Children build protest snowman on top of threatened West Hampstead reservoir
A group of children made a giant snowman to protest against new plans to build on an historic reservoir in West Hampstead.
Initially the team of youngsters simply wanted to create the biggest snowman ever after snow fell on the open space of Gondar Gardens this weekend.
They used a “snow ramp” and planks of wood to construct the 12-foot giant on land above the disused underground reservoir.
But the sculpture soon turned political to raise awareness of the development threat to Gondar Gardens.
The children gave the snowman limbs made from developer’s debris and a placard saying “Save our Space” and even named him Linden after developers Linden Homes, who want to build housing on the green land.
You may also want to watch:
Tim Bleakley, whose home overlooks Gondar Gardens, said it had been a spontaneous protest by the children.
He said: “It’s important to them. They don’t want the space developed and nor does anybody else who lives here. The whole area has been fighting these plans for 15 years.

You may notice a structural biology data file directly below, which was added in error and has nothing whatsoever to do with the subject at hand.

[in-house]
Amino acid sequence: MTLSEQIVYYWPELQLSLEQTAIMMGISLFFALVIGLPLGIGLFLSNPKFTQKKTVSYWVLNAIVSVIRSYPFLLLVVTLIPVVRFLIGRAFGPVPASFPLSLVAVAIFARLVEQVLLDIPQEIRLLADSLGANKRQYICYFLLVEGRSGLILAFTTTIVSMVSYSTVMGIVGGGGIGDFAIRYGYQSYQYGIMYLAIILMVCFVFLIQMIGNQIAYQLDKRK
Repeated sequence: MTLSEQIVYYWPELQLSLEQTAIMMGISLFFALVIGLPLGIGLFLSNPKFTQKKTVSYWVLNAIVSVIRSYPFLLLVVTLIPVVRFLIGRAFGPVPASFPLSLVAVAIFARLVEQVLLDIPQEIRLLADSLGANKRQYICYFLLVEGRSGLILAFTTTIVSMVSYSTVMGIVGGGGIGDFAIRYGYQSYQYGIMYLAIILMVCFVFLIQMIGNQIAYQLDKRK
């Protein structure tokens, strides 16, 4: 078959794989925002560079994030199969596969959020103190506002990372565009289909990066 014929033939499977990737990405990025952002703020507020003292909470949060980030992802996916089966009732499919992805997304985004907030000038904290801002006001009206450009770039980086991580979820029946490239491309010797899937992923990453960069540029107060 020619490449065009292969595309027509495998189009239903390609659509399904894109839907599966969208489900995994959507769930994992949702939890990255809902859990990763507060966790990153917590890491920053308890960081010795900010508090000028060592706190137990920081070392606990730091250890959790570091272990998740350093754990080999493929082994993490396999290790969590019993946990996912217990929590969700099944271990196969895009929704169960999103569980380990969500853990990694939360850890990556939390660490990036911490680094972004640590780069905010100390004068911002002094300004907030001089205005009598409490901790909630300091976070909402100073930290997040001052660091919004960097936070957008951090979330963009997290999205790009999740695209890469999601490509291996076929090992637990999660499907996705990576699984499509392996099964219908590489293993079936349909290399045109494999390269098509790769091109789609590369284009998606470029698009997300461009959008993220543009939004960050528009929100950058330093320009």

- 1 'Picture of health': Mum's tribute to son who died of sudden cardiac arrest
- 2 The Vagina Museum searches for new home as Camden Market leases end
- 3 Tennis coach 'distraught' at losing Belsize role amid club row
- 4 Police investigate reported rape of teenager
- 5 Piers Plowright: 'An extraordinary force, devoted to Hampstead'
- 6 London Zoo's aviary unwrapped to create new monkey home
- 7 Clapped in the street - and assaulted: Staff call for behaviour change in A&E
- 8 Haverstock Hill cycle lanes given the green light
- 9 Watchdog upholds 27 complaints over 'systemic' failures by Haringey Council
- 10 E-scooter rider arrested over suspected drug dealing
“Every five years or so the developers keep coming back with a new plan. What’s different about these developers is that they are treating the site as if they have planning permission by cutting down trees and so on - and they haven’t.”
Linden Homes is currently appealing Camden Council’s decision to refuse planning permission for 16 homes sunk deep into the underground reservoir.
This week they submitted fresh plans to the council for 28 homes built over four storeys at the front of the site.
The children hope the plans will “melt away” along with their snowman.
Mr Bleakley highlighted that building on the reservoir, which once provided water to the royal household and Houses of Parliament, would endanger the only slow worm population in Camden and called for it to be listed.
Linden Homes’ new plans are available for comment on Camden Council’s website until February 22.